Salesforce.com and Oracle this week announced a “new strategic partnership.” For their mutual customers, the announcement represents a welcome thawing of relations between the two companies. But it remains to be seen whether it represents a strategic change of direction for Salesforce.com (SFDC).
Not a Radical Departure for Salesforce.com
The press release is quite short, just five paragraphs, outlining five points of partnership:
- SFDC will standardize on Oracle Linux.
- SFDC will deploy Oracle’s Exadata engineered systems in its data centers.
- SFDC will deploy the Oracle Database and Java Middleware Platform as part of its cloud infrastructure.
- Oracle will integrate salesforce.com’s cloud apps with Oracle’s Fusion HCM and Financial Cloud.
- SFDC will also implement Oracle’s Fusion HCM and Financial cloud apps for its own internal use.
So, what exactly in this announcement represents a fundamental change in direction for Salesforce?
- SFDC’s infrastructure is already based on Linux, so standardizing on Oracle Linux is a minor change.
- SFDC’s applications already make use of Oracle’s database as the lower-level physical data store.
- The press release provides no detail on how SFDC will make use of Oracle’s Exadata boxes. If they are merely used to replace commodity storage devices, there would not be any change to the basic architectural design of SFDC’s infrastructure.
- Oracle’s integration of Fusion HCM and financial system with SFDC is merely an application integration initiative.
- SFDC’s implementation of Oracle Fusion HCM and financial applications is a routine “win” announcement.
The second bullet could potentially be the most radical departure for SFDC. Oracle’s new database release, 12c, could provide the capability for SFDC to run multiple pluggable databases (one for each customer) within a single container database. This would represent a fundamental shift for SFDC away from its single multi-tenant database architecture in favor of Oracle’s pluggable database approach.
Nevertheless, the fact that there is no mention of 12c or pluggable databases in the press release is an indication that SFDC has no intention to fundamentally change its platform architecture. In a subsequent media conference call with SFDC CEO Mark Benioff and Oracle’s Larry Ellison, there was no further clarification. Following the conference call, SFDC was not willing to provide further information in response to inquiries.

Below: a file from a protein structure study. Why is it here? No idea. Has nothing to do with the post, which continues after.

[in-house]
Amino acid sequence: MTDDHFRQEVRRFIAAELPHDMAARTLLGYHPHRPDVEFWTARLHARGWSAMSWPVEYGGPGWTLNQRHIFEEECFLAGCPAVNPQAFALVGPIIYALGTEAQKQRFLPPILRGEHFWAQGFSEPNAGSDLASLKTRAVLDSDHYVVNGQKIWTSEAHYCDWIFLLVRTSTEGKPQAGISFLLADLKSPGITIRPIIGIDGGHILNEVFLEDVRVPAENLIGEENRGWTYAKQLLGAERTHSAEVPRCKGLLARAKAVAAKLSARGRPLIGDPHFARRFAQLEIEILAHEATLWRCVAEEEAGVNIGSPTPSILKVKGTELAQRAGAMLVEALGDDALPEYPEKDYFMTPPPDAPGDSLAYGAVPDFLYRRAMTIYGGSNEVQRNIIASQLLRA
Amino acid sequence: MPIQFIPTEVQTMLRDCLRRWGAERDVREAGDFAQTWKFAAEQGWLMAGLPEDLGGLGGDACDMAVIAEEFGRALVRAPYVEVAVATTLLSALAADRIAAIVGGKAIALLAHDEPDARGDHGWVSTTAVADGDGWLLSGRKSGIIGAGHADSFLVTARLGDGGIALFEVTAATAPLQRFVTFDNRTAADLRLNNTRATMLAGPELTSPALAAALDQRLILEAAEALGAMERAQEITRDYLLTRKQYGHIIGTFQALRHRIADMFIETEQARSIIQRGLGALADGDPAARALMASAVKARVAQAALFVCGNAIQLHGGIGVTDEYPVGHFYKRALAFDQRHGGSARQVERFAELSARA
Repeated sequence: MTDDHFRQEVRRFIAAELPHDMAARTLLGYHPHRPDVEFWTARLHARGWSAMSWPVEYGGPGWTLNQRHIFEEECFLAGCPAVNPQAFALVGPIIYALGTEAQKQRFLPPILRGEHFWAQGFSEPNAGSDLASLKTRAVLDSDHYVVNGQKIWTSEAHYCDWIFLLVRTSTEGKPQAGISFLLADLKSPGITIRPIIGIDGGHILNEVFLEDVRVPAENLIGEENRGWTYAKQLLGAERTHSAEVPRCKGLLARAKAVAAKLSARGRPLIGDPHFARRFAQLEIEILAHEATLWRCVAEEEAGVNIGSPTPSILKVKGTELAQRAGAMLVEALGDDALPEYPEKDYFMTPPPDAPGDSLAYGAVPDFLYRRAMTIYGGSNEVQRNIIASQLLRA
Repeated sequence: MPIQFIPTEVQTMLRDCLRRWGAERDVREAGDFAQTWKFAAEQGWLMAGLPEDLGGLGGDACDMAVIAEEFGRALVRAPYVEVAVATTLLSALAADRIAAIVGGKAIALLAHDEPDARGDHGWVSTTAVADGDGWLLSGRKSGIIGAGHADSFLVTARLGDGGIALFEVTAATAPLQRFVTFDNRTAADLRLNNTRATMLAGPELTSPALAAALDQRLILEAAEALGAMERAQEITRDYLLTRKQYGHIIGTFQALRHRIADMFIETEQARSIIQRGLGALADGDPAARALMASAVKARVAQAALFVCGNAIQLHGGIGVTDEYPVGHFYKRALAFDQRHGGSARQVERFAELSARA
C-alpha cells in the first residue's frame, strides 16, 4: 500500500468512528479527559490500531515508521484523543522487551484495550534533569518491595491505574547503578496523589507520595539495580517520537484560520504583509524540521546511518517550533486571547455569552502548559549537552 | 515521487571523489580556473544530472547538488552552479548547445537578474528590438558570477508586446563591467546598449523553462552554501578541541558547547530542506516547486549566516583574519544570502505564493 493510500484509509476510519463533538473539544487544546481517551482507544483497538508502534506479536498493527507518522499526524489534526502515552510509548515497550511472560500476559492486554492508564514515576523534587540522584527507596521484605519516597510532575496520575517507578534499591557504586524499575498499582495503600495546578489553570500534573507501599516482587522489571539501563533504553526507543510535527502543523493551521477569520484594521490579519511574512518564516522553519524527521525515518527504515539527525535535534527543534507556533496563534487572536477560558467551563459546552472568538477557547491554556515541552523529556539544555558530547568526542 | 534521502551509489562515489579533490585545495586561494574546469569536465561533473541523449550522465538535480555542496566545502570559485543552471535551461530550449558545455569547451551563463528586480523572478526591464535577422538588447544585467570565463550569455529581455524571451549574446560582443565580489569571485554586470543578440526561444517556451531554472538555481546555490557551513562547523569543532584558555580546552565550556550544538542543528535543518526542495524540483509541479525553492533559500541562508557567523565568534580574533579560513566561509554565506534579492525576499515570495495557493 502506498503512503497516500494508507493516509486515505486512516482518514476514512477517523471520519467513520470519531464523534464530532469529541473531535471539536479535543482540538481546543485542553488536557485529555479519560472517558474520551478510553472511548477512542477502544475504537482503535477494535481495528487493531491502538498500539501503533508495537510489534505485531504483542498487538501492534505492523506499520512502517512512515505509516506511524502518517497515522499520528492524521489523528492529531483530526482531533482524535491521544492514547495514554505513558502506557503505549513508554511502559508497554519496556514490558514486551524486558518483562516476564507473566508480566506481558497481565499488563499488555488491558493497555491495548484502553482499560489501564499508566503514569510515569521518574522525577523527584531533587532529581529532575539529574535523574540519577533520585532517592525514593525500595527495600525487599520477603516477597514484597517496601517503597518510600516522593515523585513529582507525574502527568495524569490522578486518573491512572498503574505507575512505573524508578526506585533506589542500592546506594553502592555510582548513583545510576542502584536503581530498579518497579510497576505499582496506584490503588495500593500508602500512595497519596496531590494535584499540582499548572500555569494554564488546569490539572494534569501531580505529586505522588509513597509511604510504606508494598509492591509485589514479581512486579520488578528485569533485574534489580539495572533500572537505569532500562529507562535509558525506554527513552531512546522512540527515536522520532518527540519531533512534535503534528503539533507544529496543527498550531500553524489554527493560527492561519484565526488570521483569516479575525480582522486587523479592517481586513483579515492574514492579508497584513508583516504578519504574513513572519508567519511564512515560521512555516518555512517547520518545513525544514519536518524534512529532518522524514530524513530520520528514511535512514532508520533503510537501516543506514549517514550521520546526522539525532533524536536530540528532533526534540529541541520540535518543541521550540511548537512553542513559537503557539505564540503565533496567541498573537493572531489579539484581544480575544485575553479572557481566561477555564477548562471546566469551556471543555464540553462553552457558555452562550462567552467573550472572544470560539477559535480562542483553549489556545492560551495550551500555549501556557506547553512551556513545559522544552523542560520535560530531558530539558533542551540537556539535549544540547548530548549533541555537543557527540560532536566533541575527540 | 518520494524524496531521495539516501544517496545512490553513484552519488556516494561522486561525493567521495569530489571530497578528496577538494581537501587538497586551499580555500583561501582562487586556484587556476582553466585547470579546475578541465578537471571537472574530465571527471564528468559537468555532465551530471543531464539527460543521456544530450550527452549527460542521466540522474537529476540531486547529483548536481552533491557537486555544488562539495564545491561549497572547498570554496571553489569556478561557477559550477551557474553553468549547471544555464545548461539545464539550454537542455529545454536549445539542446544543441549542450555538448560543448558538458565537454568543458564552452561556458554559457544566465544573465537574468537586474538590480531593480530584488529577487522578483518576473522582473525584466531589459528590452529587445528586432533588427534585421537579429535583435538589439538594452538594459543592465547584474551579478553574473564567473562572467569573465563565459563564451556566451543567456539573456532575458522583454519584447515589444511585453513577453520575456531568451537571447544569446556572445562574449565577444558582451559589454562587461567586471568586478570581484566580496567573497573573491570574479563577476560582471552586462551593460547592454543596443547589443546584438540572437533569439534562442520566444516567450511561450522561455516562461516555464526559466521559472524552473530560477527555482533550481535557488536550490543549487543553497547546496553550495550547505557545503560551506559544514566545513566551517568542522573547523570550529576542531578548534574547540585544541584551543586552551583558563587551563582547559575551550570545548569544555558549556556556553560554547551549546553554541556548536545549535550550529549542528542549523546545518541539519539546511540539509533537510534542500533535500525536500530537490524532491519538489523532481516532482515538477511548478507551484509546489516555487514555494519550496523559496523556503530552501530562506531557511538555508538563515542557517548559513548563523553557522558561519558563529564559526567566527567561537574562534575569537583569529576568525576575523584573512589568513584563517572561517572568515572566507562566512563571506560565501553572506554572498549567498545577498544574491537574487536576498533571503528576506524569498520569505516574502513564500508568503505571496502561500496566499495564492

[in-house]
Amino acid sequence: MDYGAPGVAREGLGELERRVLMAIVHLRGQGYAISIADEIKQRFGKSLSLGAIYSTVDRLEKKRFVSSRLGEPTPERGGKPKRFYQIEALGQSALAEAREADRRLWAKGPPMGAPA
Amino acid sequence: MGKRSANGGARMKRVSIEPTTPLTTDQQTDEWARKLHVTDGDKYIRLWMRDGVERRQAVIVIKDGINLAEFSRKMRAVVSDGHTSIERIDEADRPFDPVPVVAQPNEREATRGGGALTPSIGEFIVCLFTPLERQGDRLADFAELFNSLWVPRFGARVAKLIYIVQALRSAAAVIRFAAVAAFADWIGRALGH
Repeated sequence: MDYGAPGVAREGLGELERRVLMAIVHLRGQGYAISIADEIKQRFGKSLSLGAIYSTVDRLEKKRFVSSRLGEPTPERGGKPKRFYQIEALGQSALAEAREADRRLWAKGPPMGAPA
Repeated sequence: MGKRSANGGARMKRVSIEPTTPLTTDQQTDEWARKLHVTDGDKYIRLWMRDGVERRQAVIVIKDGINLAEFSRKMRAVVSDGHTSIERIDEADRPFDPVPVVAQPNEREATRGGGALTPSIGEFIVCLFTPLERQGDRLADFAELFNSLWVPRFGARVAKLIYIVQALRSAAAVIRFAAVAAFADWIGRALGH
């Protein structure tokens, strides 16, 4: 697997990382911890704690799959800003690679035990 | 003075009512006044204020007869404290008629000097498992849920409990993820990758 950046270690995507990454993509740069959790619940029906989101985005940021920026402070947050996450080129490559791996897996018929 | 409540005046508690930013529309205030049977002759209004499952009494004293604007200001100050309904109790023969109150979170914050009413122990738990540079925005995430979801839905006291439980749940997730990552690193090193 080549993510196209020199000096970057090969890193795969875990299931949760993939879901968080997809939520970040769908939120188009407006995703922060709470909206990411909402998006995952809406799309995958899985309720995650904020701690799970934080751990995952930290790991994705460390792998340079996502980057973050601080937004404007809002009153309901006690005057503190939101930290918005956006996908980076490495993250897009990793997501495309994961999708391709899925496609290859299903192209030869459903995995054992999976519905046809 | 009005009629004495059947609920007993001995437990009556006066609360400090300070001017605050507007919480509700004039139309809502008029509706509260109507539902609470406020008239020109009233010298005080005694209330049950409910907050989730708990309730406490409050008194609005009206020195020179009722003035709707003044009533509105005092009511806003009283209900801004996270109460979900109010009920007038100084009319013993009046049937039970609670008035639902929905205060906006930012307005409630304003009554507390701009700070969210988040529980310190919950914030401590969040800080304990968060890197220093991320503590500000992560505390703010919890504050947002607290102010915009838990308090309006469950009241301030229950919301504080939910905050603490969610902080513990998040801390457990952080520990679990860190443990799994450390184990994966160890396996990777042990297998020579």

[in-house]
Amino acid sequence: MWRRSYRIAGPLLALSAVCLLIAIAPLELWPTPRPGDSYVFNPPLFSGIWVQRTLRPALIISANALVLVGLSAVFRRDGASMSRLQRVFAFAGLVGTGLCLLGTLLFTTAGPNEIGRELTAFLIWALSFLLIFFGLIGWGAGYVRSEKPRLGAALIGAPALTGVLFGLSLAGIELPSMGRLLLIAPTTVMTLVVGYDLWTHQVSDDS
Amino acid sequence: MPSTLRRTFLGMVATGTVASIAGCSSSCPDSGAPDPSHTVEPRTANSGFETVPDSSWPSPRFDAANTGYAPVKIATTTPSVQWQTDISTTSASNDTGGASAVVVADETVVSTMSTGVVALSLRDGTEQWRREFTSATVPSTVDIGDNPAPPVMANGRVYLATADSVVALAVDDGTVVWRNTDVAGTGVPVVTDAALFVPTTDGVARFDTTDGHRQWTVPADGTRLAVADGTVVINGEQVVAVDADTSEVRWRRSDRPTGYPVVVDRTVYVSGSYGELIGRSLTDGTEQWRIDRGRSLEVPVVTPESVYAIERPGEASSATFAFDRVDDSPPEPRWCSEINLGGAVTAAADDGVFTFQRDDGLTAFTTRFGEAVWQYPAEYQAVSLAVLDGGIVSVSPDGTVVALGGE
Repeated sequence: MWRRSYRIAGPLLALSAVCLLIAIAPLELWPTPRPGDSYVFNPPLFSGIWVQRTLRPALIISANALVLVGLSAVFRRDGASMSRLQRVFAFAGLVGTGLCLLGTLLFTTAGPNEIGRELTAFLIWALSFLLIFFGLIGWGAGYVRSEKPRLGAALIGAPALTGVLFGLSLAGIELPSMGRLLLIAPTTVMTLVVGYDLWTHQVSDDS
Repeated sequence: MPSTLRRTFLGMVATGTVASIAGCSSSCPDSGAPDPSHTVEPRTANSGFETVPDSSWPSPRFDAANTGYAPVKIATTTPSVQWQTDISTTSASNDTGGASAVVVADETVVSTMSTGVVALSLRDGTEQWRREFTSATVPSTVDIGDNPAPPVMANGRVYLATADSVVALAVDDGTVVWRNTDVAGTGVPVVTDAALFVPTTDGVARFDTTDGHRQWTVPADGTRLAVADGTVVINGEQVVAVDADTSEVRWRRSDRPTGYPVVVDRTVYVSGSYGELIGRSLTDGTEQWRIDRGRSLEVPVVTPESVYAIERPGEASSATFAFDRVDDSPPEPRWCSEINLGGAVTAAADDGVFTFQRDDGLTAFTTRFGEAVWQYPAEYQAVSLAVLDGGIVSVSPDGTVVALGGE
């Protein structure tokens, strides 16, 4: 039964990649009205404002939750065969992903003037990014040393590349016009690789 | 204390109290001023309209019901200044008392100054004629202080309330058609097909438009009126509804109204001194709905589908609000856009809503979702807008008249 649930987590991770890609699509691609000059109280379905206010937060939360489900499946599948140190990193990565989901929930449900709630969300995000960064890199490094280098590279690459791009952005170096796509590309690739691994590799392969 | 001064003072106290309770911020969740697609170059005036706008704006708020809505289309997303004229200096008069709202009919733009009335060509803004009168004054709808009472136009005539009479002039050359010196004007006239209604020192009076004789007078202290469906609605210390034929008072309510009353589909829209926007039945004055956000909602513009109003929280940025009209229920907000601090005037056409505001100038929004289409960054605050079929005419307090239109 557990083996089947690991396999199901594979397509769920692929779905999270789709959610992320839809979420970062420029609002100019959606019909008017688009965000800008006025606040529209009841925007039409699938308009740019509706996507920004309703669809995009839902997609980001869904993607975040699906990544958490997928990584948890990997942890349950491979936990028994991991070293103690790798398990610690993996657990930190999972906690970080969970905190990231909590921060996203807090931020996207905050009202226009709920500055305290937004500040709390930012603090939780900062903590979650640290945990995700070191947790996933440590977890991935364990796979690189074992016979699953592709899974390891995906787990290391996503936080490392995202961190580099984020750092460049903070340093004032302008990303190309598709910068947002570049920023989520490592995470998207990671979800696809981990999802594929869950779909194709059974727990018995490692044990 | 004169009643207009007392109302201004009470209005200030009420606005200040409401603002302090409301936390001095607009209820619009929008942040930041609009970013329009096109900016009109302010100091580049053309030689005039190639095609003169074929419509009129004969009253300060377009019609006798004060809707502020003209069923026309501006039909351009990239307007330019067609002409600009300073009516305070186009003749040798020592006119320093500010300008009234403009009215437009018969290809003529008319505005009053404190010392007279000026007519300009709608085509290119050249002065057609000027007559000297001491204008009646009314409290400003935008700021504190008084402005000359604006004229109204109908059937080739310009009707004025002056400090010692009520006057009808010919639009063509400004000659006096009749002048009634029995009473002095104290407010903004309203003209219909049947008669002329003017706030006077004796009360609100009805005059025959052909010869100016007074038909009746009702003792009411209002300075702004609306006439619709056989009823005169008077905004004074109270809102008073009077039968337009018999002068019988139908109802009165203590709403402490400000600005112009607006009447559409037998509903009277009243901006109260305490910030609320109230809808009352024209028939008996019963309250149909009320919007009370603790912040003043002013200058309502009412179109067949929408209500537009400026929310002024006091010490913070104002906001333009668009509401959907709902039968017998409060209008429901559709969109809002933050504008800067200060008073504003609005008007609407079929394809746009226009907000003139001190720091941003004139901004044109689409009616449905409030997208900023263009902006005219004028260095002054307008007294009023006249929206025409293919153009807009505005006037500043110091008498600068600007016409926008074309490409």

Thawing of Relations
Although the joint announcement is short on technical details, it does reflect a new detente between these two enterprise technology vendors. Oracle and Salesforce.com have apparently buried the hatchet, at least for now. For their mutual customers, now and in the future, this is good news.
Customers are not well-served by vendors sniping at each other, and the verbal tiffs between Benioff and Ellison over the past few years have grown tiresome. Hundreds of customers have interfaced Oracle Applications with Salesforce.com’s cloud apps. But until now they have done so without the explicit support of Oracle. Customers will be pleased if the two companies can cooperate in providing standard integration. Hopefully, both parties will start acting like adults and doing what is in their joint customers’ best interest.
Workday Is Odd Man Out
If there is a competitive target in this announcement, it has to be Workday. SFDC runs Workday’s human capital management (HCM) software internally for its own workforce. SFDC will now implement Oracle’s HCM and will integrate its Sales Cloud with Oracle’s HCM and also with its Fusion Financials product. In a later clarification, SFDC indicated that it will not be discontinuing its use of Workday, however. The company did not make clear how it will make use of HCM functionality from both Workday and Oracle.
Nevertheless, the announcement puts Workday in an awkward spot. Workday leverages Force.com for its platform-as-a-service capabilities. It will be interesting to see how Workday reacts to this détente between Oracle and Salesforce.com.
While the use of Oracle Fusion within SFDC doesn’t mean much to SFDC customers, it does give bragging rights to Larry Ellison against Workday. Interestingly, NetSuite’s CEO Zach Nelson was recently taking pot-shots on stage at Workday during NetSuite’s Suiteworld conference. At the time, it could be taken as a sign of Workday’s competition with NetSuite in financial applications. Now it appears to be part of a wider competitive alignment. Both Zach Nelson and Marc Benioff are Oracle alumni, and both have close ties to Larry Ellison. The three now seem to be joining in solidarity against Workday and validating that Workday is a threat to all three.
Regardless of the competitive posturing by these major enterprise technology providers, the Oracle/Salesforce detente is welcome news for customers.